Anastasia Pagonis on the starting blocks at the Lewisville Para Swimming World Series (Photo: Alan Beane)
Anastasia “Tas” Pagonis realizes that the world takes a stereotypical view of blind people. She tries to use her status as a blind elite athlete to correct that misperception.
“My thing is changing the way the world sees the visually impaired and blind because, on my social media … I have a lot of younger (followers), and all of them think that you have to look a certain way and act a certain way if you’re blind,” Pagonis said. “I feel like the world needs to break down stereotypes.”
A member of the U.S. Paralympics Swimming National Team, the 16-year-old Pagonis presents a much different image on her highly active social media platforms (@anastasia_k_p).
“I’m not going to go outside looking like the way that people think blindness has to look like,” Pagonis explained. “I can dress myself the way that I want to dress, and I can do my own makeup and my own hair, and I can be an elite athlete.”
At last week's Lewisville 2021 Para Swimming World Series, the Garden City, New York, resident set three American records. Prior to that, at a competition at the Stony Brook (New York) School, she set American records in the 200-meter individual medley, 200-meter freestyle, 100-meter freestyle and 100-meter butterfly.
Pagonis called the Stony Brook performance “honestly amazing because it gives you this adrenaline rush. All of this hard work was actually paying off.”
Pagonis had burst onto the scene last February, when she won a pair of gold medals at her World Series debut in Melbourne, Australia. She won the women’s 400-meter freestyle multi-class in 5 minutes, 18.12 seconds and the 200-meter individual medley multi-class in 2:54.23.
“That was basically like a shocker to everybody,” said Stacey Pagonis, her mother. “Everyone was like, ‘Where did this girl come from?’”
“Nobody really knew who I was,” Pagonis added.
Pagonis had lost her eyesight at age 14 in 2018 to a genetic retina disease that took away her central vision and two autoimmune retinopathies that robbed her of her peripheral vision.
“When she was going through that difficult time, she didn’t want to live anymore,” Stacey said. “She was very depressed.”
“I felt super alone,” Pagonis admitted.
Stacey said that when she emerged from that depression, Pagonis expressed an interest in helping others get through their own dark times. With her mother’s help, she took to social media to accomplish that.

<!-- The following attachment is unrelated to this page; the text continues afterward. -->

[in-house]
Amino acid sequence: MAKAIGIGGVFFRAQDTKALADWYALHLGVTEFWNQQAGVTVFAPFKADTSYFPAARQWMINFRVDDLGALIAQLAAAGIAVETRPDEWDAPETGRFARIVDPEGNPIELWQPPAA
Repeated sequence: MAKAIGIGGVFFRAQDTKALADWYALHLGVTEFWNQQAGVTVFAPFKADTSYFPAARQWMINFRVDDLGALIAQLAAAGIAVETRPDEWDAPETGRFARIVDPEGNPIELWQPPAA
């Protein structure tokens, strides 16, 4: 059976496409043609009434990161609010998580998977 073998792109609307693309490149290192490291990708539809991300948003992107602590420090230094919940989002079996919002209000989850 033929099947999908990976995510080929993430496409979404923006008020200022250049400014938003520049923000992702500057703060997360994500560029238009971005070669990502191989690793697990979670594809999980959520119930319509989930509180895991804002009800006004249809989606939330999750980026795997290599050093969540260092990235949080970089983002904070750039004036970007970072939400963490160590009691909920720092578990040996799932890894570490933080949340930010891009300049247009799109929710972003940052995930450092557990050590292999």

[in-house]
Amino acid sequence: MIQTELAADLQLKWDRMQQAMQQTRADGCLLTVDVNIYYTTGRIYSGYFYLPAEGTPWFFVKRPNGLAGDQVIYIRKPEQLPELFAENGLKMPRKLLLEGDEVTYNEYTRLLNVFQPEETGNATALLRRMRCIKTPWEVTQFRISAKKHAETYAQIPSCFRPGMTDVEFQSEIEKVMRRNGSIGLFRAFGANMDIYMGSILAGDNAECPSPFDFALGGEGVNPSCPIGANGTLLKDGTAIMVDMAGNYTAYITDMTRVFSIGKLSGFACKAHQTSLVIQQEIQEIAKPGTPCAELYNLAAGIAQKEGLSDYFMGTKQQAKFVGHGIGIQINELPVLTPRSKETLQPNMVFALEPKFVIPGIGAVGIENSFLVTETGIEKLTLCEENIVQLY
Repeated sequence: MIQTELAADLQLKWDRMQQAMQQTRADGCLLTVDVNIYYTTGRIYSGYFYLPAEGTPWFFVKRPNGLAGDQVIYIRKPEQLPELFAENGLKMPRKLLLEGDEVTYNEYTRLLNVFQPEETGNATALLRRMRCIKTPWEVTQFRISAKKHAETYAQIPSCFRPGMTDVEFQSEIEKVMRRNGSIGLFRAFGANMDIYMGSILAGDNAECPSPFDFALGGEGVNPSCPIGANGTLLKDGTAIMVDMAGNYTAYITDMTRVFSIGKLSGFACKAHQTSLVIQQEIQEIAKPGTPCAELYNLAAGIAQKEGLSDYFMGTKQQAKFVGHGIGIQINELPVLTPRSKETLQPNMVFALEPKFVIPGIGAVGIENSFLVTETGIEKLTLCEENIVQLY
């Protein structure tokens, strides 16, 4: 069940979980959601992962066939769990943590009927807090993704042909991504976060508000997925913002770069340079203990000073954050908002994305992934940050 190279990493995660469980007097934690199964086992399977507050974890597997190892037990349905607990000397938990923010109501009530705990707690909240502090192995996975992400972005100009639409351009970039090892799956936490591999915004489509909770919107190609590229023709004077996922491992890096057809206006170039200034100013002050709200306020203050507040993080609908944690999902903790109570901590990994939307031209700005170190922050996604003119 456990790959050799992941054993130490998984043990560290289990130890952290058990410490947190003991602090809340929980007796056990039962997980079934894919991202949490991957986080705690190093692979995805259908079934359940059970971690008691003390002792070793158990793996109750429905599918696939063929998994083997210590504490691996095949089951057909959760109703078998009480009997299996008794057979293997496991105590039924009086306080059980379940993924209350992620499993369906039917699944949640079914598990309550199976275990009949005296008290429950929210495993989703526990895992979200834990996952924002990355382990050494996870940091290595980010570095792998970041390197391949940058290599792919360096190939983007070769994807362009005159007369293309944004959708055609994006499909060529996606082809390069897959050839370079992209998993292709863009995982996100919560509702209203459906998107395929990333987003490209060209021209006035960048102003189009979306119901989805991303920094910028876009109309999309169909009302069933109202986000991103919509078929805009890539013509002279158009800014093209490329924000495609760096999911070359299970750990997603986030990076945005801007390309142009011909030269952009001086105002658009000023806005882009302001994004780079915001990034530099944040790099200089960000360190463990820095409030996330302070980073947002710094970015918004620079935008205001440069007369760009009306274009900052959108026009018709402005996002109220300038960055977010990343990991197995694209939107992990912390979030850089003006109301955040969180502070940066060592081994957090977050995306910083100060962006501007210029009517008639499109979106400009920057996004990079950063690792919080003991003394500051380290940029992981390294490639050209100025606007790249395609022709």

“I wanted people to have someone that they could look up to … to know that they’re not alone,” said Pagonis, “to know that this is a normal thing that people go through, just try to make it more normal.”
Pagonis has certainly found her audience. Today, she can claim 1.1 million TikTok followers and 140,000 Instagram followers.
“I’m just trying to teach people,” Pagonis said. “I feel like TikTok is very up and coming. It has a lot of younger kids and teenagers.
“I’m just trying to show them that this is blind and not what they think is blind, and kind of just showing them how I do things throughout my day.”
The response has been gratifying for Pagonis, who has gotten such comments as, “‘Hearing your story saved my life.’ I just get goosebumps thinking about it because I know how they felt.”
Social media being what it is, Pagonis has also received her share of hateful or bullying comments. Stacey regularly monitors her accounts and deletes them.
“I’m not going to let that … hate stop her,” Stacey said.
Pagonis fits her social media activity into a busy daily schedule that features home schooling by Stacey and a total of five hours of commuting to two swim sessions.
“We’re very close,” Stacey said. “We’re together all the time. We have a different kind of relationship, I guess, than any other mother and teenager would have.”
“She’s my best friend,” Pagonis said.
With the Paralympic Games— scheduled for Aug. 24-Sept. 5 — fast approaching, Pagonis has slowed her social media posts somewhat. That doesn’t mean she will stop, however.
“I just love doing (social media),” Pagonis said. “It’s just something that brings me happiness. And I feel like it’s kind of my way of letting out my emotions, almost.
“I just try to be as real as possible, because a lot of people unfortunately are fake on social media, and I’m just trying to show the real me.”
“She always wants to be there, I think, to encourage people,” Stacey said. “Social media opens the entire world up. She has people from all over the world just interacting with her, which is so incredible.”
Pagonis hopes to continue to interact with people from around the world at the Paralympic Games this summer.
“I can’t wait to go to Tokyo,” said Pagonis, “and, hopefully, win gold.”